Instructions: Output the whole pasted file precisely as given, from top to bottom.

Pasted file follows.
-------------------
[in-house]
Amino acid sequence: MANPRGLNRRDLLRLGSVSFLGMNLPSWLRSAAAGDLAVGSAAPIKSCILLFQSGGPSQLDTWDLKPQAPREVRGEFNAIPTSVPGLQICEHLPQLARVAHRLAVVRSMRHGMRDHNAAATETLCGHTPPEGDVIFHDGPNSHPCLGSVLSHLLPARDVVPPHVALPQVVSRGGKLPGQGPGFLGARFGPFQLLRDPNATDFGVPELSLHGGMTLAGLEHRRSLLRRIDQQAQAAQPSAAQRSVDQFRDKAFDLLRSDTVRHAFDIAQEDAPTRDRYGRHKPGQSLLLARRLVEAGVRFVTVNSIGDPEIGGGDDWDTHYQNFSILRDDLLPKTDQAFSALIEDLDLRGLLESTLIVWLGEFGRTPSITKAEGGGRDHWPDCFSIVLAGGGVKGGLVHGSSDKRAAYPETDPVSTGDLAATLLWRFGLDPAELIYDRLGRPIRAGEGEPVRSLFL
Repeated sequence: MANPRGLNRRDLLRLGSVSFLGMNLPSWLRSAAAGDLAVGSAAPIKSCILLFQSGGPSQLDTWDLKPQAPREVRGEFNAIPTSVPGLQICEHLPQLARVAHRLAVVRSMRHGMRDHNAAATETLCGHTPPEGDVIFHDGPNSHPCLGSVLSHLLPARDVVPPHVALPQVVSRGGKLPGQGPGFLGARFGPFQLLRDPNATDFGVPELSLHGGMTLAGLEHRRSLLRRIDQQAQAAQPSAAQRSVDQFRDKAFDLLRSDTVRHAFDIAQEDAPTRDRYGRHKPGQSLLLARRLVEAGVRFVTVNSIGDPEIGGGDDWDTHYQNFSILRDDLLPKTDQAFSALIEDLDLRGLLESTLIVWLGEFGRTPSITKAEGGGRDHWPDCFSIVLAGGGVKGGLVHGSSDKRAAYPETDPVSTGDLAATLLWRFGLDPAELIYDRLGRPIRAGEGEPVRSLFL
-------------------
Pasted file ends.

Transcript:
[in-house]
Amino acid sequence: MANPRGLNRRDLLRLGSVSFLGMNLPSWLRSAAAGDLAVGSAAPIKSCILLFQSGGPSQLDTWDLKPQAPREVRGEFNAIPTSVPGLQICEHLPQLARVAHRLAVVRSMRHGMRDHNAAATETLCGHTPPEGDVIFHDGPNSHPCLGSVLSHLLPARDVVPPHVALPQVVSRGGKLPGQGPGFLGARFGPFQLLRDPNATDFGVPELSLHGGMTLAGLEHRRSLLRRIDQQAQAAQPSAAQRSVDQFRDKAFDLLRSDTVRHAFDIAQEDAPTRDRYGRHKPGQSLLLARRLVEAGVRFVTVNSIGDPEIGGGDDWDTHYQNFSILRDDLLPKTDQAFSALIEDLDLRGLLESTLIVWLGEFGRTPSITKAEGGGRDHWPDCFSIVLAGGGVKGGLVHGSSDKRAAYPETDPVSTGDLAATLLWRFGLDPAELIYDRLGRPIRAGEGEPVRSLFL
Repeated sequence: MANPRGLNRRDLLRLGSVSFLGMNLPSWLRSAAAGDLAVGSAAPIKSCILLFQSGGPSQLDTWDLKPQAPREVRGEFNAIPTSVPGLQICEHLPQLARVAHRLAVVRSMRHGMRDHNAAATETLCGHTPPEGDVIFHDGPNSHPCLGSVLSHLLPARDVVPPHVALPQVVSRGGKLPGQGPGFLGARFGPFQLLRDPNATDFGVPELSLHGGMTLAGLEHRRSLLRRIDQQAQAAQPSAAQRSVDQFRDKAFDLLRSDTVRHAFDIAQEDAPTRDRYGRHKPGQSLLLARRLVEAGVRFVTVNSIGDPEIGGGDDWDTHYQNFSILRDDLLPKTDQAFSALIEDLDLRGLLESTLIVWLGEFGRTPSITKAEGGGRDHWPDCFSIVLAGGGVKGGLVHGSSDKRAAYPETDPVSTGDLAATLLWRFGLDPAELIYDRLGRPIRAGEGEPVRSLFL